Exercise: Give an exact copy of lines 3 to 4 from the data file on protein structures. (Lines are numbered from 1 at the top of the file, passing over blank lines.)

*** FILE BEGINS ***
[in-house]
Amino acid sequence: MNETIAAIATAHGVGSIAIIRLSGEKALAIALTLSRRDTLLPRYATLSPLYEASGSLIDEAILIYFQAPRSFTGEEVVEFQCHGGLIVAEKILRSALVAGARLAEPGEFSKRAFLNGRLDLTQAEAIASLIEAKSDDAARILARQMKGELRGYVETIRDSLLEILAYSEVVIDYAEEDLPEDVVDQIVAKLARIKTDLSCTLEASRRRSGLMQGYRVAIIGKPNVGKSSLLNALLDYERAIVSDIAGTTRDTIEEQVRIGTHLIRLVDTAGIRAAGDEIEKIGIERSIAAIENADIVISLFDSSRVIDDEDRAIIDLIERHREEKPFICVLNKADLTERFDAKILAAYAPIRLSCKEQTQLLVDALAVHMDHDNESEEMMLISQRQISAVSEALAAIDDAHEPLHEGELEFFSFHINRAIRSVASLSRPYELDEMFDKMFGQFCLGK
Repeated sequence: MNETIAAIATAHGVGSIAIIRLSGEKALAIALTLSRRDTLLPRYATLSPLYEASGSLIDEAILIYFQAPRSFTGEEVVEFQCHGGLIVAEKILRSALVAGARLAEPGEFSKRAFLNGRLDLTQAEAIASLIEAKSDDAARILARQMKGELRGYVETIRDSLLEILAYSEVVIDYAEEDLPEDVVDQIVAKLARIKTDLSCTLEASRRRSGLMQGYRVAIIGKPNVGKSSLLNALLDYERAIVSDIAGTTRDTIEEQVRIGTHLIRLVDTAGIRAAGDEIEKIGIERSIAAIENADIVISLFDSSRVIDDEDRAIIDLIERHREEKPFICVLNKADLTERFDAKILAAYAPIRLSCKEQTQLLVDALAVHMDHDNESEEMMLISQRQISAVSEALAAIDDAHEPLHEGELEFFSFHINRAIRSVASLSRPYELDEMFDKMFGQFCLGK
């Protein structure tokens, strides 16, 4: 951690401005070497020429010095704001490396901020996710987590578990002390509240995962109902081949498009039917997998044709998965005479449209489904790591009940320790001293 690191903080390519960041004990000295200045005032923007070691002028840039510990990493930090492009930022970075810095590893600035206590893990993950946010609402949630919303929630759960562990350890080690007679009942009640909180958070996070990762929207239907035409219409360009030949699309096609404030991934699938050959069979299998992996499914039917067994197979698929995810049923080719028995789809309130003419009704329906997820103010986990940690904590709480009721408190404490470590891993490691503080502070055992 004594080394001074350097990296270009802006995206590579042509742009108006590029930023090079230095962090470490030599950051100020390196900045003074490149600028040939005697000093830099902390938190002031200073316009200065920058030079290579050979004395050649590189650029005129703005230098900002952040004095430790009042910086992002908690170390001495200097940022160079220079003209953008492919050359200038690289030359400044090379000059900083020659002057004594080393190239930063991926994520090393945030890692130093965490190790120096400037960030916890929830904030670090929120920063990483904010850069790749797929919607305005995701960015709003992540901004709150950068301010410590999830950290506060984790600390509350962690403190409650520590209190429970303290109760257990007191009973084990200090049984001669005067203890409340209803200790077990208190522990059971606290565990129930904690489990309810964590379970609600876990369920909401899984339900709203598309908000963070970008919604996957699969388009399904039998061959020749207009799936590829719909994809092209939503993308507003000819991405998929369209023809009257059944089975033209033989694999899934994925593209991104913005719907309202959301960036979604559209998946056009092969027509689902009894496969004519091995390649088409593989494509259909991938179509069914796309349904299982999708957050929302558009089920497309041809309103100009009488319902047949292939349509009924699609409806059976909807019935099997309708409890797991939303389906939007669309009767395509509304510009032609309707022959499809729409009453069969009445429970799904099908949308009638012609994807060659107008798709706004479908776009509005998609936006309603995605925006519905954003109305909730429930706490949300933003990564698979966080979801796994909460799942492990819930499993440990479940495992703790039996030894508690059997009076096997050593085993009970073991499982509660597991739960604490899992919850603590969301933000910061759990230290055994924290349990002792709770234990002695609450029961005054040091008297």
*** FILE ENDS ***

Repeated sequence: MNETIAAIATAHGVGSIAIIRLSGEKALAIALTLSRRDTLLPRYATLSPLYEASGSLIDEAILIYFQAPRSFTGEEVVEFQCHGGLIVAEKILRSALVAGARLAEPGEFSKRAFLNGRLDLTQAEAIASLIEAKSDDAARILARQMKGELRGYVETIRDSLLEILAYSEVVIDYAEEDLPEDVVDQIVAKLARIKTDLSCTLEASRRRSGLMQGYRVAIIGKPNVGKSSLLNALLDYERAIVSDIAGTTRDTIEEQVRIGTHLIRLVDTAGIRAAGDEIEKIGIERSIAAIENADIVISLFDSSRVIDDEDRAIIDLIERHREEKPFICVLNKADLTERFDAKILAAYAPIRLSCKEQTQLLVDALAVHMDHDNESEEMMLISQRQISAVSEALAAIDDAHEPLHEGELEFFSFHINRAIRSVASLSRPYELDEMFDKMFGQFCLGK
């Protein structure tokens, strides 16, 4: 951690401005070497020429010095704001490396901020996710987590578990002390509240995962109902081949498009039917997998044709998965005479449209489904790591009940320790001293 690191903080390519960041004990000295200045005032923007070691002028840039510990990493930090492009930022970075810095590893600035206590893990993950946010609402949630919303929630759960562990350890080690007679009942009640909180958070996070990762929207239907035409219409360009030949699309096609404030991934699938050959069979299998992996499914039917067994197979698929995810049923080719028995789809309130003419009704329906997820103010986990940690904590709480009721408190404490470590891993490691503080502070055992 004594080394001074350097990296270009802006995206590579042509742009108006590029930023090079230095962090470490030599950051100020390196900045003074490149600028040939005697000093830099902390938190002031200073316009200065920058030079290579050979004395050649590189650029005129703005230098900002952040004095430790009042910086992002908690170390001495200097940022160079220079003209953008492919050359200038690289030359400044090379000059900083020659002057004594080393190239930063991926994520090393945030890692130093965490190790120096400037960030916890929830904030670090929120920063990483904010850069790749797929919607305005995701960015709003992540901004709150950068301010410590999830950290506060984790600390509350962690403190409650520590209190429970303290109760257990007191009973084990200090049984001669005067203890409340209803200790077990208190522990059971606290565990129930904690489990309810964590379970609600876990369920909401899984339900709203598309908000963070970008919604996957699969388009399904039998061959020749207009799936590829719909994809092209939503993308507003000819991405998929369209023809009257059944089975033209033989694999899934994925593209991104913005719907309202959301960036979604559209998946056009092969027509689902009894496969004519091995390649088409593989494509259909991938179509069914796309349904299982999708957050929302558009089920497309041809309103100009009488319902047949292939349509009924699609409806059976909807019935099997309708409890797991939303389906939007669309009767395509509304510009032609309707022959499809729409009453069969009445429970799904099908949308009638012609994807060659107008798709706004479908776009509005998609936006309603995605925006519905954003109305909730429930706490949300933003990564698979966080979801796994909460799942492990819930499993440990479940495992703790039996030894508690059997009076096997050593085993009970073991499982509660597991739960604490899992919850603590969301933000910061759990230290055994924290349990002792709770234990002695609450029961005054040091008297």